“Everything can be taken from a man but one thing: the last of the human freedoms—to choose one’s attitude in any given set of circumstances, to choose one’s own way.”
Frankl believed that this freedom was unquestionable demonstrated to him by watching the effects of attitude on prisoners’ survivals. When they lost the will to go on, Frankl observed how quickly their health deteriorated and led to death. Others, though physically weak, could endure taxing labor if their life had meaning and purpose.
As a Jew, Frankl quotes Scripture here and there, and his book is not devoid of religious sentiment. That being said, for Christians, the takeaways are highly significant:
- Suffering becomes hopeless when we have nothing to look forward to—then no suffering is hopeless since even death is not the end for believers.
- No suffering is meaningless since we imbue life with meaning by working “as though for the Lord” (Col. 3:23).
- No oppression can take away our essential humanity and personality. When every earthly comfort is taken away, we can still express who we are.
- The two greatest commandments are always actionable. There is no time or place where it is impossible to love God and our neighbor.
Bones: Frankl’s ideas themselves are powerful and aptly stated, but today we often find ourselves contending with their abuses, which are many. The self-help literature has moved on from Frankl’s main thesis—that we maintain free will even in the most oppressive of circumstances—into completely man-centered philosophies: man’s will is not only powerful, but supreme; man’s will can not only supercede his circumstances, but change them.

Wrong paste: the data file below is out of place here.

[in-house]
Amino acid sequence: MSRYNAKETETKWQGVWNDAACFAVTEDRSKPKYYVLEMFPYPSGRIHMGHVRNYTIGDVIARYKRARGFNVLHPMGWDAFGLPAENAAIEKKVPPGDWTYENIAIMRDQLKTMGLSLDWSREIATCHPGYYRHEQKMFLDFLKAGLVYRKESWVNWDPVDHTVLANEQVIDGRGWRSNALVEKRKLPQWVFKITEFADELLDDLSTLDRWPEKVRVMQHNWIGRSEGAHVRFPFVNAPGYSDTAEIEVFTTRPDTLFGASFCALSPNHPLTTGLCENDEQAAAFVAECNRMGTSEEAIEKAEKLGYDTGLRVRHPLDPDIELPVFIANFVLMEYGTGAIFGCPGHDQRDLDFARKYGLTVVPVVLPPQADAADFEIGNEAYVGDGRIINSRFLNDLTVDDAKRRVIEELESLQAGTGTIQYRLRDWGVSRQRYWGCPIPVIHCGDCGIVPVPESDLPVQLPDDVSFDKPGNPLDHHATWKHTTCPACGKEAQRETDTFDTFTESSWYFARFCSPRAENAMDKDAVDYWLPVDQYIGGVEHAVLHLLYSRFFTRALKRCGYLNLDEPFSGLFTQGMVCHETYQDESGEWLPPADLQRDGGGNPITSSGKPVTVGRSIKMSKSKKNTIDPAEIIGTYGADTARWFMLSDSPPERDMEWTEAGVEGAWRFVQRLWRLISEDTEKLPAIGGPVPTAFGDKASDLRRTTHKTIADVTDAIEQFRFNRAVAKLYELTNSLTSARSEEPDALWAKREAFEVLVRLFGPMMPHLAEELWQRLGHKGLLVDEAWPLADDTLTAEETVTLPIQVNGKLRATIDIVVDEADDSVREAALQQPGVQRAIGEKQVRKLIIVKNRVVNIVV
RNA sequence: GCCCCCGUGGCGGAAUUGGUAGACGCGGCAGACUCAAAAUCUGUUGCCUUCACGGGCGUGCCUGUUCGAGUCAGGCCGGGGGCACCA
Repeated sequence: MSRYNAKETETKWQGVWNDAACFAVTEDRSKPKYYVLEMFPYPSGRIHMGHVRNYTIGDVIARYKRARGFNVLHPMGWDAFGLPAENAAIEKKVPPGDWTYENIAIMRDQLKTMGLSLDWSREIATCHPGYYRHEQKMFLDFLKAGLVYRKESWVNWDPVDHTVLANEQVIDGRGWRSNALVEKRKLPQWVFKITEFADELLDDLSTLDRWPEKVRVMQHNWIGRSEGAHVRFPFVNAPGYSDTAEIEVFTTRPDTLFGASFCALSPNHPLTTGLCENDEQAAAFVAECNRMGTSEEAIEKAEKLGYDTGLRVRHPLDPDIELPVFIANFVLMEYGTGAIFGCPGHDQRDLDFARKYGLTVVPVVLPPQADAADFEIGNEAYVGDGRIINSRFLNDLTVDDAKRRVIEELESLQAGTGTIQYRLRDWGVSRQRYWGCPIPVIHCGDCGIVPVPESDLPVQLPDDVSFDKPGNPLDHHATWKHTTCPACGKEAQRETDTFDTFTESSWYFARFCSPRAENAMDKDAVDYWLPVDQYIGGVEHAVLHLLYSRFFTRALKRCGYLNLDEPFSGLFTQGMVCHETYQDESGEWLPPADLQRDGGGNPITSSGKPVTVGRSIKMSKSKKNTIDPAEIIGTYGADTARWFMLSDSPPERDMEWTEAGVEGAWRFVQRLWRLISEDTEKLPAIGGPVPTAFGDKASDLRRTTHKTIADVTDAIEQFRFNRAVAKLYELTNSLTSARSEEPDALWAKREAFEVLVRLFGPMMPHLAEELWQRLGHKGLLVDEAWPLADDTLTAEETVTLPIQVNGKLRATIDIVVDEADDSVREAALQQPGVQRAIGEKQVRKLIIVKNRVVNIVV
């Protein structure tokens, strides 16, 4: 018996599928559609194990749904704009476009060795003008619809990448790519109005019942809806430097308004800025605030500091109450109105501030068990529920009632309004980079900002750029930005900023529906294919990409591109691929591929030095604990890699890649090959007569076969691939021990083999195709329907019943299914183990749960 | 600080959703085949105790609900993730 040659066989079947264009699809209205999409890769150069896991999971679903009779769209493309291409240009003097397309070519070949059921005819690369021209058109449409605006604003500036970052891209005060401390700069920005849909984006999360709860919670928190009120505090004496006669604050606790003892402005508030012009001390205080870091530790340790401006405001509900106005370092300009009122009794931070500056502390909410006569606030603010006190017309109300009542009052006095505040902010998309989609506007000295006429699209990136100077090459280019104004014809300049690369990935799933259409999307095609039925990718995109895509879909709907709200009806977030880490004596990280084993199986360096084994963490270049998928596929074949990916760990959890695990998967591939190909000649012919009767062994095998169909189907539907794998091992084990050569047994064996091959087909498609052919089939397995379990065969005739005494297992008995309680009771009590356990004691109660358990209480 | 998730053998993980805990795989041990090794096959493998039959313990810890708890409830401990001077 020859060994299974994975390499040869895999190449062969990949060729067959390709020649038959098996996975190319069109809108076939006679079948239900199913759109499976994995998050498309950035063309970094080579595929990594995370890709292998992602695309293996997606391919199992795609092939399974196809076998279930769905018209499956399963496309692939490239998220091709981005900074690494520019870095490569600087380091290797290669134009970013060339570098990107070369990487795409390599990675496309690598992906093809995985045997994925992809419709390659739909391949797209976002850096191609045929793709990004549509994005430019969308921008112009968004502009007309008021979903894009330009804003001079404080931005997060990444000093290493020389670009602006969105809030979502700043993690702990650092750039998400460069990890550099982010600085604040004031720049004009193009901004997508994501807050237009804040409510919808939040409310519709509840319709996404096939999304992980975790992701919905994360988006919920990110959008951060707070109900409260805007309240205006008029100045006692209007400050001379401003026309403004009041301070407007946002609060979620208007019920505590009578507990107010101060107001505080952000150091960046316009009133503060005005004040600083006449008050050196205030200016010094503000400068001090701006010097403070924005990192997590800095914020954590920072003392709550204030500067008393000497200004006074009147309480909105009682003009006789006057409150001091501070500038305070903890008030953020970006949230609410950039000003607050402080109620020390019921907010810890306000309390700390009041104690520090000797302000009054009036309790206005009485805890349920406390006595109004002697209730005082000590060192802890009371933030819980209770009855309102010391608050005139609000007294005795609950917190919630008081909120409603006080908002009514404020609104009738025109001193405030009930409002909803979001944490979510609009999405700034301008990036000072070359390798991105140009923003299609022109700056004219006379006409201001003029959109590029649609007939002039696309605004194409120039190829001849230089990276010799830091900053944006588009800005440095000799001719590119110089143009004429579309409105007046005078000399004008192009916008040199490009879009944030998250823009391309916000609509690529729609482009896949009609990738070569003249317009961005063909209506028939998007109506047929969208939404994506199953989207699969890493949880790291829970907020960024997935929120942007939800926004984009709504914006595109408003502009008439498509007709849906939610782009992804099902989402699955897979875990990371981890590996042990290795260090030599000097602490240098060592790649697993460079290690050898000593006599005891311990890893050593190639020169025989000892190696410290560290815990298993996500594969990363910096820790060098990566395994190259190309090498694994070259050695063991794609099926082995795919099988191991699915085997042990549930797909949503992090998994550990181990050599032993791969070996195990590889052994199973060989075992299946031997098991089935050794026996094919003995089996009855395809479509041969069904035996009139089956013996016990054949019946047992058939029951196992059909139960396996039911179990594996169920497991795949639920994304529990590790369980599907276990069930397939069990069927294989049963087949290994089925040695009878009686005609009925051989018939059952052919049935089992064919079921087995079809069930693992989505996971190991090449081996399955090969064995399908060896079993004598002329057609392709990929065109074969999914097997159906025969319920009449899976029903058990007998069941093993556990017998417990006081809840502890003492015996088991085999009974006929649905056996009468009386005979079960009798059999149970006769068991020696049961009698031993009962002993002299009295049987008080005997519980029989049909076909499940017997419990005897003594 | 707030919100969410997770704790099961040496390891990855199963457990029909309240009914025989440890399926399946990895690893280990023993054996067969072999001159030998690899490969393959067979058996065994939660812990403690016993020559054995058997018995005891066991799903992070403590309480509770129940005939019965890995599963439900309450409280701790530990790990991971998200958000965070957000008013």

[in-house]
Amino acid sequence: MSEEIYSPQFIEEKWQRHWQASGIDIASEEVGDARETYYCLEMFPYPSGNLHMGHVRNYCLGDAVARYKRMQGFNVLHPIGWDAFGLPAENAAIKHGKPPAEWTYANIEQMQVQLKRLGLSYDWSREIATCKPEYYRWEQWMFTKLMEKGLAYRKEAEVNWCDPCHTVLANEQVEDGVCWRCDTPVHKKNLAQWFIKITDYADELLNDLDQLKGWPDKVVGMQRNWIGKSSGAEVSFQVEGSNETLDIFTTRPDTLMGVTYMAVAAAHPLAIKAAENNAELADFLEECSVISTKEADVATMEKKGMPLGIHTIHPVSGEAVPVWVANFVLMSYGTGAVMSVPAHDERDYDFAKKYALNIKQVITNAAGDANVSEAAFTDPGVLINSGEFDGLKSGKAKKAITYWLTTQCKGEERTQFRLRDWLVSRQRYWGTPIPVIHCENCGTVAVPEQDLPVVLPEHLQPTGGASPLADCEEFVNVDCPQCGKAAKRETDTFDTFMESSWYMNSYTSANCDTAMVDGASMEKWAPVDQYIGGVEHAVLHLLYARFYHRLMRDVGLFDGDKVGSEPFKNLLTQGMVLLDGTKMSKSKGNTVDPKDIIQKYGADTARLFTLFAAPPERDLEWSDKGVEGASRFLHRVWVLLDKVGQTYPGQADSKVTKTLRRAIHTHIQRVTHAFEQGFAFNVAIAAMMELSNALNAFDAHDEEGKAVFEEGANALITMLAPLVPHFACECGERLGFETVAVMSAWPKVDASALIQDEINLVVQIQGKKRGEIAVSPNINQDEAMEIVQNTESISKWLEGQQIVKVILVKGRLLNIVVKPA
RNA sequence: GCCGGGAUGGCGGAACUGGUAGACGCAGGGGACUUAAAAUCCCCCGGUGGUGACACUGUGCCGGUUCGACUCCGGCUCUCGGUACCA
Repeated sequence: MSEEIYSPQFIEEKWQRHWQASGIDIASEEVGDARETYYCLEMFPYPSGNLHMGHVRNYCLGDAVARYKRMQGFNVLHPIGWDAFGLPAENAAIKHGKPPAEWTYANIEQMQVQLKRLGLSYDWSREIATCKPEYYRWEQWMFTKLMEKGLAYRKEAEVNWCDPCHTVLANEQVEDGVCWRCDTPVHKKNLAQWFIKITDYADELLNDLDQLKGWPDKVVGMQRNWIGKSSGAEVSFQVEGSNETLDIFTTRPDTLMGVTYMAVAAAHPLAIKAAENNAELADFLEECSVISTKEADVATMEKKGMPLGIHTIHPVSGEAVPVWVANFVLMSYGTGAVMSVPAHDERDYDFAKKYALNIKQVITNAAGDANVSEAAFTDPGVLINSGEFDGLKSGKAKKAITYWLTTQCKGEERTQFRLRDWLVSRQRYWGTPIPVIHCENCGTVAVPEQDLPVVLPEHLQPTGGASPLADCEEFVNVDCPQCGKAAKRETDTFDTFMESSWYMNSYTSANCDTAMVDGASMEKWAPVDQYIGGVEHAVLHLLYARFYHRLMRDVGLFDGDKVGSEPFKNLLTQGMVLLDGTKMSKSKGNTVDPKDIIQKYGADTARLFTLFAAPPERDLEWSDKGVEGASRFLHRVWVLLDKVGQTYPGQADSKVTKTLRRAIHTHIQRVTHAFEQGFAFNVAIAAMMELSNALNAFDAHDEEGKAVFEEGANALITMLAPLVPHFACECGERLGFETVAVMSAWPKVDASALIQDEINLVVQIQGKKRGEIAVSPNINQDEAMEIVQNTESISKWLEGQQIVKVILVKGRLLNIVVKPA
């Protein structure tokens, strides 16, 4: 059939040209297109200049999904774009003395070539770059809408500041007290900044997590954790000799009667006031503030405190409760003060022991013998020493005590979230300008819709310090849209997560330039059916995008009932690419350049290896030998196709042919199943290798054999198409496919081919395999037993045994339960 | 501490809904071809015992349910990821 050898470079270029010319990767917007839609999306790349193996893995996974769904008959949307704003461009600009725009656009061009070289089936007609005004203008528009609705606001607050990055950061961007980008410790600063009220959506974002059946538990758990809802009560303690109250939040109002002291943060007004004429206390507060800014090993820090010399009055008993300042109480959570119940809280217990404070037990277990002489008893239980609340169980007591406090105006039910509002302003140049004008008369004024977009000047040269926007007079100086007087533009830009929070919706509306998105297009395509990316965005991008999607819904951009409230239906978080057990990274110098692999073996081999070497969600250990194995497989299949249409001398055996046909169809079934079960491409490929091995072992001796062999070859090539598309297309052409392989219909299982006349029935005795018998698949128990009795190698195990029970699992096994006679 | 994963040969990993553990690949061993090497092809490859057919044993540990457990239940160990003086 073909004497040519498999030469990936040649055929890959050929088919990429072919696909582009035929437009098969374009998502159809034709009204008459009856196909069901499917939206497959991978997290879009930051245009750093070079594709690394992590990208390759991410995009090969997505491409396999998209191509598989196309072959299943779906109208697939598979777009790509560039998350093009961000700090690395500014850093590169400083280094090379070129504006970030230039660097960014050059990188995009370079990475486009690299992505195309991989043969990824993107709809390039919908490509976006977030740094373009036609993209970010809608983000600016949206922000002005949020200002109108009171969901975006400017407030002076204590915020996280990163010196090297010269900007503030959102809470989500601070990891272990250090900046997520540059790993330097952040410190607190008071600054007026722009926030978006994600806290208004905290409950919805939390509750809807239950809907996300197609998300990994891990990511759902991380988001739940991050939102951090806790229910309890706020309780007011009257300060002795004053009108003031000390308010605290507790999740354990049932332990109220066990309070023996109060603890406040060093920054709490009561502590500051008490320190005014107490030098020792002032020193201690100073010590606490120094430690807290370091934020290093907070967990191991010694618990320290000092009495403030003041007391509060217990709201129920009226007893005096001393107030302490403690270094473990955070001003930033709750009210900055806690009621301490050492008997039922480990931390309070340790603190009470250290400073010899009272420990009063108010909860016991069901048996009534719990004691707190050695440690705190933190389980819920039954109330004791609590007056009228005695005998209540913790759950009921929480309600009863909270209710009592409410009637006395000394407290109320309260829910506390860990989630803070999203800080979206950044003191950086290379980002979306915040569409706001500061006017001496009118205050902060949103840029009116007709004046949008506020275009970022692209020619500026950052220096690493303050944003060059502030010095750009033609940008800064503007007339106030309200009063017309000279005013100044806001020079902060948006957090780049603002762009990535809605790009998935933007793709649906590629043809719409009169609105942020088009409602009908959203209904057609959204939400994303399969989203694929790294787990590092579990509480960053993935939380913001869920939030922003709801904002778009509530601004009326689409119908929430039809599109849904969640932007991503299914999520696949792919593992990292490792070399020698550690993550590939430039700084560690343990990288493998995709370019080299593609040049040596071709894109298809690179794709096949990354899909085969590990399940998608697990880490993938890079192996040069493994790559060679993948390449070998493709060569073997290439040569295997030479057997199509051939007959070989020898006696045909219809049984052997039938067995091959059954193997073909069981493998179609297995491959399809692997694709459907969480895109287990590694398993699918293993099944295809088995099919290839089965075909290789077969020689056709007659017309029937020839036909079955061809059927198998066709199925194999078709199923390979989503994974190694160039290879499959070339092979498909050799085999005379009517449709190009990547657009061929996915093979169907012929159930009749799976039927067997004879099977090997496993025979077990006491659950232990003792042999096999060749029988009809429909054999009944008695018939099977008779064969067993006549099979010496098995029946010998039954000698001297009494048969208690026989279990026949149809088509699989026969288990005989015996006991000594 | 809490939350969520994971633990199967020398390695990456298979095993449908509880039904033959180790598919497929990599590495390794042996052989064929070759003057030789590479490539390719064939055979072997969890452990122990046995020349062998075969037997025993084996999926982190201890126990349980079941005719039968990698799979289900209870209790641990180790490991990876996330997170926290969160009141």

Because of these abuses, we should state Frankl’s ideas carefully. Our free will, while powerful, has many limitations. As he points out himself:
“To be sure, a human being is a finite being, and his freedom is restricted. It is not freedom from conditions, but it is freedom to take a stand toward the conditions.” (p. 132)
And again, a few pages later:
“Freedom, however, is not the last word … Freedom is in danger of degenerating into mere arbitrariness unless it is lived in terms of responsibleness. That is why I recommend that the Statue of Liberty on the East Coast be supplemented by a Statue of Responsibility on the West Coast.” (p. 134)
“When we are no longer able to change a situation—just think of an incurable disease such as inoperable cancer—we are challenged to change ourselves.” (p. 116)
“Those who have a ‘why’ to live, can bear with almost any ‘how’.” (first stated by Nietzsche but re-popularized by Frankl)
“An abnormal reaction to an abnormal situation is normal behavior.”
“In some ways suffering ceases to be suffering at the moment it finds a meaning, such as the meaning of a sacrifice.” (p. 117)
“Life is never made unbearable by circumstances, but only by lack of meaning and purpose.”
“In the concentration camps, we watched and witnessed some of our comrades behave like swine while others behaved like saints. Man has both potentialities within himself; which one is actualized depends on decisions but not on conditions.” (p. 135)